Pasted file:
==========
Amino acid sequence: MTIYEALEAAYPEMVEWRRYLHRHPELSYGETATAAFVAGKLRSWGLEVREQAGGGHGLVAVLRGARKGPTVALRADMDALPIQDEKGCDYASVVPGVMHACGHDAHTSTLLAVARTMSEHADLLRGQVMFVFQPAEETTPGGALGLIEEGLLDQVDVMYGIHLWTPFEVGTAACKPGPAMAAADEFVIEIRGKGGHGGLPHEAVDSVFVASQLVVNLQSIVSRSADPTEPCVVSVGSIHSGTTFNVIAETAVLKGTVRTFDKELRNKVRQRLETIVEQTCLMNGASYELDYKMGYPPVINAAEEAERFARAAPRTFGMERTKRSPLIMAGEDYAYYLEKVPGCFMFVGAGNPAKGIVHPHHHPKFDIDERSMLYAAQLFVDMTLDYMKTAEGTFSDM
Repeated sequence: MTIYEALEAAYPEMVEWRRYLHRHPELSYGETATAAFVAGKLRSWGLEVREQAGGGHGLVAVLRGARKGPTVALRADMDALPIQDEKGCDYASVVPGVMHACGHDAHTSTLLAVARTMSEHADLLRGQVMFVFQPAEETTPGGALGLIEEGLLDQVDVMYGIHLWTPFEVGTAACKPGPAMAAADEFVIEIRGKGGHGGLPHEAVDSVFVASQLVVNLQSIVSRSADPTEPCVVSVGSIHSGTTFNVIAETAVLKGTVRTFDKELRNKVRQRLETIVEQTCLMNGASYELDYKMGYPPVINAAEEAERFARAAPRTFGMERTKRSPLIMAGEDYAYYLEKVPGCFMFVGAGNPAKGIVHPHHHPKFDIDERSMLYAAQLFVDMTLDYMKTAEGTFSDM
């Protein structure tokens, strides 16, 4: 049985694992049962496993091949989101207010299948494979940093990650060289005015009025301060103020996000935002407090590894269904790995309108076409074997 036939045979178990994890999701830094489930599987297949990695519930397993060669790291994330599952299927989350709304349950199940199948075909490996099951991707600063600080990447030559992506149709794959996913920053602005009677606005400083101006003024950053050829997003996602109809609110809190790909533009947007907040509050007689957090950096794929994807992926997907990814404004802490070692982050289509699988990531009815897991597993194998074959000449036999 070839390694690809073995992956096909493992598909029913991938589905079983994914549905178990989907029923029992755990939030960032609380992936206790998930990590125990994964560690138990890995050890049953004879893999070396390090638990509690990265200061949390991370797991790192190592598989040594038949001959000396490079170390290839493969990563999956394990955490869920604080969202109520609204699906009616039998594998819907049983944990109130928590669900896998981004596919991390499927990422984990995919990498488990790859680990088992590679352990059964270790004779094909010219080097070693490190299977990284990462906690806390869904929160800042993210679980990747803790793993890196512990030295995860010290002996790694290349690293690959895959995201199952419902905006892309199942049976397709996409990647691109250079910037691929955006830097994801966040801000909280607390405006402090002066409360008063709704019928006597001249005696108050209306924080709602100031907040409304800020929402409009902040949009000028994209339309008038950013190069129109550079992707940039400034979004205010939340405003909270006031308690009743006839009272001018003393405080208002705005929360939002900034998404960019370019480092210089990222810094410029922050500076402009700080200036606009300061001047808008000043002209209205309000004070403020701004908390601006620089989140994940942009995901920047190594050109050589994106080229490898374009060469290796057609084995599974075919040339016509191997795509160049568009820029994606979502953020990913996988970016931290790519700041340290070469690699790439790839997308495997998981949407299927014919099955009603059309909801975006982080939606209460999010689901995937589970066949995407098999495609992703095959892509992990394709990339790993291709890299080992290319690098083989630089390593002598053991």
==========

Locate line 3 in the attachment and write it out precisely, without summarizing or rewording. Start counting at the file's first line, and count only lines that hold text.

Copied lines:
């Protein structure tokens, strides 16, 4: 049985694992049962496993091949989101207010299948494979940093990650060289005015009025301060103020996000935002407090590894269904790995309108076409074997 036939045979178990994890999701830094489930599987297949990695519930397993060669790291994330599952299927989350709304349950199940199948075909490996099951991707600063600080990447030559992506149709794959996913920053602005009677606005400083101006003024950053050829997003996602109809609110809190790909533009947007907040509050007689957090950096794929994807992926997907990814404004802490070692982050289509699988990531009815897991597993194998074959000449036999 070839390694690809073995992956096909493992598909029913991938589905079983994914549905178990989907029923029992755990939030960032609380992936206790998930990590125990994964560690138990890995050890049953004879893999070396390090638990509690990265200061949390991370797991790192190592598989040594038949001959000396490079170390290839493969990563999956394990955490869920604080969202109520609204699906009616039998594998819907049983944990109130928590669900896998981004596919991390499927990422984990995919990498488990790859680990088992590679352990059964270790004779094909010219080097070693490190299977990284990462906690806390869904929160800042993210679980990747803790793993890196512990030295995860010290002996790694290349690293690959895959995201199952419902905006892309199942049976397709996409990647691109250079910037691929955006830097994801966040801000909280607390405006402090002066409360008063709704019928006597001249005696108050209306924080709602100031907040409304800020929402409009902040949009000028994209339309008038950013190069129109550079992707940039400034979004205010939340405003909270006031308690009743006839009272001018003393405080208002705005929360939002900034998404960019370019480092210089990222810094410029922050500076402009700080200036606009300061001047808008000043002209209205309000004070403020701004908390601006620089989140994940942009995901920047190594050109050589994106080229490898374009060469290796057609084995599974075919040339016509191997795509160049568009820029994606979502953020990913996988970016931290790519700041340290070469690699790439790839997308495997998981949407299927014919099955009603059309909801975006982080939606209460999010689901995937589970066949995407098999495609992703095959892509992990394709990339790993291709890299080992290319690098083989630089390593002598053991």